High School Friends as Roommates: A Definite Don't

Our friends are supposed to be the ones we come to in our most dire times of need. The people who hold our hair back after a long night of Nuvo, the ones who we have on speed dial – right after mom and Chipotle pick up. Anyone lucky enough to have a good friend knows that if done correctly, friendship can be everything. Just not a living arrangement.
Now correct me if I’m wrong (and I know that CollegeCandy readers aren’t afraid to do this!), but friends do not make good roommates. Hanging out with friends at school is fine, lunch dates are cool and visits are awesome. But a year-round sleepover is a huge mistake!
If you get tired of being around your younger sister for 24 hours, imagine being around your bestie. You know little sissy’s deep, dark, disgusting habits and preferences – the way she leaves the carton of juice on the table after breakfast, how she hogs up the bathroom in the morning because “she wants to feel fresh before school,” how she sleeps with her closet light on because it reminds her of sunset – the list goes on and on. You don’t know every single annoying thing that your best friend does, and trust me; you don’t want to find out. You can expect the worst from your siblings because you’ve unfortunately seen it all by now. And if you’re lucky, one door slam makes it all go away. Getting adjusted to those close living quarters and your friends’ habits may be too much at one time.
Besides unexpected revisions to your internal best friend encyclopedia, expect to get tired of your home girl. The prospect of going to school with someone who is close to you is great, don’t get me wrong – especially if you’re coming from out of state. But imagine riding to school with her. Unpacking with her. Sleeping in the same room. Washing up together. Going to breakfast, going to class and going to the same social events. Amiga overload, much? I’ve seen it happen so many times; people come to school with pre-determined cliques and never take the initiative to meet new friends.  That’s a huge part of the college experience that shouldn’t be wasted.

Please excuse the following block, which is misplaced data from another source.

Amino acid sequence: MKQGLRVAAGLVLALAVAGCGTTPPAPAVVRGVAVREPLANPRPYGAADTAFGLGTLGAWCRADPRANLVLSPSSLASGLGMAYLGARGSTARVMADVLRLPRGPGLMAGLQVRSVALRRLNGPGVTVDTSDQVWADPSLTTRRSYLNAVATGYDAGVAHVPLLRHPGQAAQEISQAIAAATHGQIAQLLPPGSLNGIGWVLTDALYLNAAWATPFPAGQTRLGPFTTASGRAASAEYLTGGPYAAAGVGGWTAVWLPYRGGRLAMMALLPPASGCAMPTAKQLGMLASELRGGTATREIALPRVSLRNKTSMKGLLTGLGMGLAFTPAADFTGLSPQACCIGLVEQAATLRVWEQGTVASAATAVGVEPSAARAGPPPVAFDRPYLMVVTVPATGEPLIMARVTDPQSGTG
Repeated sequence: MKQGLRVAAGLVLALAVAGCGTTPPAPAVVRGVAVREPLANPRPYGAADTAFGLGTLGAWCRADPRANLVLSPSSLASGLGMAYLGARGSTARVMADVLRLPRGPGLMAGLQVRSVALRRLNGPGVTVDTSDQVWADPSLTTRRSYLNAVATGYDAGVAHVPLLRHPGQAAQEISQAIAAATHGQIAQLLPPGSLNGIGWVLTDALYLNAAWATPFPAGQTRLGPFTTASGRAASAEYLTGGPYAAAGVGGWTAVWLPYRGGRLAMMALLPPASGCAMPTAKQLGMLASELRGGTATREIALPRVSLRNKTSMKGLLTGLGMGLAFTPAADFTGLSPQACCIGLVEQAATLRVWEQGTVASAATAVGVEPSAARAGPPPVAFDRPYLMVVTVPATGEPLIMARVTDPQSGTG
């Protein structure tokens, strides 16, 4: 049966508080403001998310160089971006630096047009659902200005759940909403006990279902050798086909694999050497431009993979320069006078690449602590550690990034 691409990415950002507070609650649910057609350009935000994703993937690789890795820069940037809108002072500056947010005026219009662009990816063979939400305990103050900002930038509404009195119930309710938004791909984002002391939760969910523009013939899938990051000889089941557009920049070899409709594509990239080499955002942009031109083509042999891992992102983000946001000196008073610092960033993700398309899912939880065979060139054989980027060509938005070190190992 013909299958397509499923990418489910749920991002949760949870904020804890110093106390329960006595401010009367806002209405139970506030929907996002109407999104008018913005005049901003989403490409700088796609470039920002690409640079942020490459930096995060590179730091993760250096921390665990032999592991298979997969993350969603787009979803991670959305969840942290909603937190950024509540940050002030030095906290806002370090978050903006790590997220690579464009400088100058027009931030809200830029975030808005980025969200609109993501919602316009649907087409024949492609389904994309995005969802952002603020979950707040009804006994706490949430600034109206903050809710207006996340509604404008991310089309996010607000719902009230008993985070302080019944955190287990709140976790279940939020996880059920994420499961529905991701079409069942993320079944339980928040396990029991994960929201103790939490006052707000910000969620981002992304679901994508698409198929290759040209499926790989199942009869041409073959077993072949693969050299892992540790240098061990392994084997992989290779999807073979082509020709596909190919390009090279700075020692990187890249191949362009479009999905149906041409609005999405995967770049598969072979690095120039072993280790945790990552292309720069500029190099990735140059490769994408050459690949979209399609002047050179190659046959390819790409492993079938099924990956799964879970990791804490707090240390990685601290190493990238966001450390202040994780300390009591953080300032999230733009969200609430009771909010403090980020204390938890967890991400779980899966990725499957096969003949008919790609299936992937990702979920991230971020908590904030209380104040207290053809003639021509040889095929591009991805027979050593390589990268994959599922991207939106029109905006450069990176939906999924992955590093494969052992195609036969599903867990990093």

Friends get into the hugest fights after living together. They can be over the smallest things (like sleeping arrangements or channel preferences). Those small problems have the potential to turn into bigger problems over time.  You don’t want to lose your friend over a miniscule issue – true buddies are harder to find as we get older. Maintaining a good, solid friendship is tough work. Adding a bunk bed and a small closet into the mix can throw things in the wrong direction.
I implore you to let your housing office do the choosing. Take a chance! If your friend is a good one, she’ll be waiting in the wings.
Disagree? So did Meg! Read her pro-living-with-high-school-friend post right here. Had your own similar experience? Tell us below.

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